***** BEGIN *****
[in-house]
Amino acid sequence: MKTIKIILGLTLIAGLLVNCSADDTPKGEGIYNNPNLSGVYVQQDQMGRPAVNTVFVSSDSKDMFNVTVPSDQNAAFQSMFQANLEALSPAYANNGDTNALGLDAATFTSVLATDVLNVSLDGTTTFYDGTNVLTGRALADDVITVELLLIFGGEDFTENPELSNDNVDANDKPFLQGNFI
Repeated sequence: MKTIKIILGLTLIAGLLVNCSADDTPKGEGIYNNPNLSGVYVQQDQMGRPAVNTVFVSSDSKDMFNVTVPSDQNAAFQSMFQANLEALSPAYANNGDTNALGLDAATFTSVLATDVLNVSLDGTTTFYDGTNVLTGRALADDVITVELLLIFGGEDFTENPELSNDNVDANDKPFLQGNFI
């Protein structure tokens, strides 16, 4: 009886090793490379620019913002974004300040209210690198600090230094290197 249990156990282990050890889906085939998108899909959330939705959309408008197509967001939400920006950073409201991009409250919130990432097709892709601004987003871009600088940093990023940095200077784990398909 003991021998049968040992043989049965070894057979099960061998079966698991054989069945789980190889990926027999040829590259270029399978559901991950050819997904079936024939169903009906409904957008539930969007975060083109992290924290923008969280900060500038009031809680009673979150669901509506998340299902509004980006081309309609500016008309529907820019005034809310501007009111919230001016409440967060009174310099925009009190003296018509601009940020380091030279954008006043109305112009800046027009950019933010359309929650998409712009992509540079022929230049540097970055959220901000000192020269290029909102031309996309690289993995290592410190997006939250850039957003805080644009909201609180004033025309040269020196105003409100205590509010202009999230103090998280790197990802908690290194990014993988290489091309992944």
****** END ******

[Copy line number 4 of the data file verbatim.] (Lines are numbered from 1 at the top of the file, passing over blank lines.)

């Protein structure tokens, strides 16, 4: 009886090793490379620019913002974004300040209210690198600090230094290197 249990156990282990050890889906085939998108899909959330939705959309408008197509967001939400920006950073409201991009409250919130990432097709892709601004987003871009600088940093990023940095200077784990398909 003991021998049968040992043989049965070894057979099960061998079966698991054989069945789980190889990926027999040829590259270029399978559901991950050819997904079936024939169903009906409904957008539930969007975060083109992290924290923008969280900060500038009031809680009673979150669901509506998340299902509004980006081309309609500016008309529907820019005034809310501007009111919230001016409440967060009174310099925009009190003296018509601009940020380091030279954008006043109305112009800046027009950019933010359309929650998409712009992509540079022929230049540097970055959220901000000192020269290029909102031309996309690289993995290592410190997006939250850039957003805080644009909201609180004033025309040269020196105003409100205590509010202009999230103090998280790197990802908690290194990014993988290489091309992944």